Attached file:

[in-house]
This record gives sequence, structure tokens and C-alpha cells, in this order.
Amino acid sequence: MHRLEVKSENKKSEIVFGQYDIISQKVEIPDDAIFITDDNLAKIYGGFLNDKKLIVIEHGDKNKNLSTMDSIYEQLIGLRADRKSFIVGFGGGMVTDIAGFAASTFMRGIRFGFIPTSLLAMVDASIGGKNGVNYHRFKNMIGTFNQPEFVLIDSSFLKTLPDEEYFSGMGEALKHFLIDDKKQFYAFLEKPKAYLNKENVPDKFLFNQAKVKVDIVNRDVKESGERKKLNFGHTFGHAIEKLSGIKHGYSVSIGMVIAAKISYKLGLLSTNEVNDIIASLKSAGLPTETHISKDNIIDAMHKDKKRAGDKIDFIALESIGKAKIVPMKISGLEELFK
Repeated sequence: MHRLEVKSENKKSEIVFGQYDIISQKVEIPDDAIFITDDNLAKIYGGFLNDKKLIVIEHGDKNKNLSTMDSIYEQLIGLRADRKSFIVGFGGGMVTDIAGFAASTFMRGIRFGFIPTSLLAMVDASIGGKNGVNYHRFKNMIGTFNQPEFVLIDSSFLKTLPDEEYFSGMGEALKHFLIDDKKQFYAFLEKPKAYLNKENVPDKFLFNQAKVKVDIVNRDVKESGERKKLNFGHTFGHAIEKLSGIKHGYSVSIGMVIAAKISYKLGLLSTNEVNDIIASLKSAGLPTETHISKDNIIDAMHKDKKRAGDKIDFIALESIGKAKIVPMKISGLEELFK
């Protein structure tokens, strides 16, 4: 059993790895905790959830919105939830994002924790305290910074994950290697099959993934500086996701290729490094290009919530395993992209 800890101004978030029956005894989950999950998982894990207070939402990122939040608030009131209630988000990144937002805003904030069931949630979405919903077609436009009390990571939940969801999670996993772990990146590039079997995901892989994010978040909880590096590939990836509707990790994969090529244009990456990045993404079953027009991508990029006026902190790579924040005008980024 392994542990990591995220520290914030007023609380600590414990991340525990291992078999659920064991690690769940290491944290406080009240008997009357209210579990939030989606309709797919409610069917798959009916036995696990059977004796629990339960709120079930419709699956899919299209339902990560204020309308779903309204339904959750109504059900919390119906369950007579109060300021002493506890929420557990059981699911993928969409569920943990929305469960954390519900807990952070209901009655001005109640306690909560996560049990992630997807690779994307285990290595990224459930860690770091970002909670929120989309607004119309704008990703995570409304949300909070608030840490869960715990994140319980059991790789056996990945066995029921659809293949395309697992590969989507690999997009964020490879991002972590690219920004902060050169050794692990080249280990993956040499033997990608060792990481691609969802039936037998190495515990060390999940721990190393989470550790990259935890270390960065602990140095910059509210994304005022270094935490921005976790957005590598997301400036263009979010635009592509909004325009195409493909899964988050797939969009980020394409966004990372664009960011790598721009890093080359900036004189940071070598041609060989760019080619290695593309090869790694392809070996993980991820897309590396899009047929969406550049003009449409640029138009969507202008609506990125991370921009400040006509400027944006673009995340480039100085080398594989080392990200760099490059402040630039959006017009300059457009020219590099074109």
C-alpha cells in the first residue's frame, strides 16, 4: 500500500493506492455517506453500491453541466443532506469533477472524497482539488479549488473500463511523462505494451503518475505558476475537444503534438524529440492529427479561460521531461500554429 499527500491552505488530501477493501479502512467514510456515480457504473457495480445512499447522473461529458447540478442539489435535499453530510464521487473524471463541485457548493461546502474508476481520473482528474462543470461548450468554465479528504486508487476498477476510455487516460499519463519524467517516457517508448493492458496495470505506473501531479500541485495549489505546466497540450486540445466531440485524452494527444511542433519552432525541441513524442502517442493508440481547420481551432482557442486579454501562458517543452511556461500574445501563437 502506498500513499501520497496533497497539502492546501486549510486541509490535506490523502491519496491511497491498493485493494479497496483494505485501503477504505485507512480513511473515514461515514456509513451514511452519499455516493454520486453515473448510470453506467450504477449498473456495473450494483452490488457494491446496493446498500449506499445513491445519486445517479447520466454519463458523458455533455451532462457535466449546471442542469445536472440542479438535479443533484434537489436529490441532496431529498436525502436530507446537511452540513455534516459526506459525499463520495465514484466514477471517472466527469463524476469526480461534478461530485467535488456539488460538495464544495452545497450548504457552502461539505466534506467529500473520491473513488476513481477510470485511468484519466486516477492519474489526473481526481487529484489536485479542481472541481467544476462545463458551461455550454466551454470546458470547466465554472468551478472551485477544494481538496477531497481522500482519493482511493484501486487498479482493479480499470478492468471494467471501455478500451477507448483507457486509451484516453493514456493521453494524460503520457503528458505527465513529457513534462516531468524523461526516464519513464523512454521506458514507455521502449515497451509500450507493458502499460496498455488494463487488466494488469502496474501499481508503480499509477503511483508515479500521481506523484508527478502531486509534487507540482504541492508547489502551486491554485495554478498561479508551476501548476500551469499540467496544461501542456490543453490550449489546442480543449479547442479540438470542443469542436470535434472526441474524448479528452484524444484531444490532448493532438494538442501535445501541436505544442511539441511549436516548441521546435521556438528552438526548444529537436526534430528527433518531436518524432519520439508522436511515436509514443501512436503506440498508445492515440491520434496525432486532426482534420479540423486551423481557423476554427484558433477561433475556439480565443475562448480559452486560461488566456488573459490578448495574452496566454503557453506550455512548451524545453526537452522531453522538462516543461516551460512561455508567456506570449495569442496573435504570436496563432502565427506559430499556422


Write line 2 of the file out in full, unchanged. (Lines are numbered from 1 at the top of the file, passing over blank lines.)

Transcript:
This record gives sequence, structure tokens and C-alpha cells, in this order.